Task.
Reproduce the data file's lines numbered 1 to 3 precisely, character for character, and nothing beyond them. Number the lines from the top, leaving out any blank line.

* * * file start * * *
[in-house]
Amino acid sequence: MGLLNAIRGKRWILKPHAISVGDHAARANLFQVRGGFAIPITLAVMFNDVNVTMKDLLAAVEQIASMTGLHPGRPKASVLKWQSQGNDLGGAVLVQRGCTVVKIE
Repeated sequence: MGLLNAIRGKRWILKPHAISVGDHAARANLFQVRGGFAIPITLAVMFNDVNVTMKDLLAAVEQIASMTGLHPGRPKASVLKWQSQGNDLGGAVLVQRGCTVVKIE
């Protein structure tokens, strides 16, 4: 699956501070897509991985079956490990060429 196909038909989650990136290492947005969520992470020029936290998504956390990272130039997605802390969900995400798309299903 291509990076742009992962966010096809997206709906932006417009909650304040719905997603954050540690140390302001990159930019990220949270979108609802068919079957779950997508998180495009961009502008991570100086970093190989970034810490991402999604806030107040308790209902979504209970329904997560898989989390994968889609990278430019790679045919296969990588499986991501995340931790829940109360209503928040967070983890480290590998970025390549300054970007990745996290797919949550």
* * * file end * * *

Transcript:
[in-house]
Amino acid sequence: MGLLNAIRGKRWILKPHAISVGDHAARANLFQVRGGFAIPITLAVMFNDVNVTMKDLLAAVEQIASMTGLHPGRPKASVLKWQSQGNDLGGAVLVQRGCTVVKIE
Repeated sequence: MGLLNAIRGKRWILKPHAISVGDHAARANLFQVRGGFAIPITLAVMFNDVNVTMKDLLAAVEQIASMTGLHPGRPKASVLKWQSQGNDLGGAVLVQRGCTVVKIE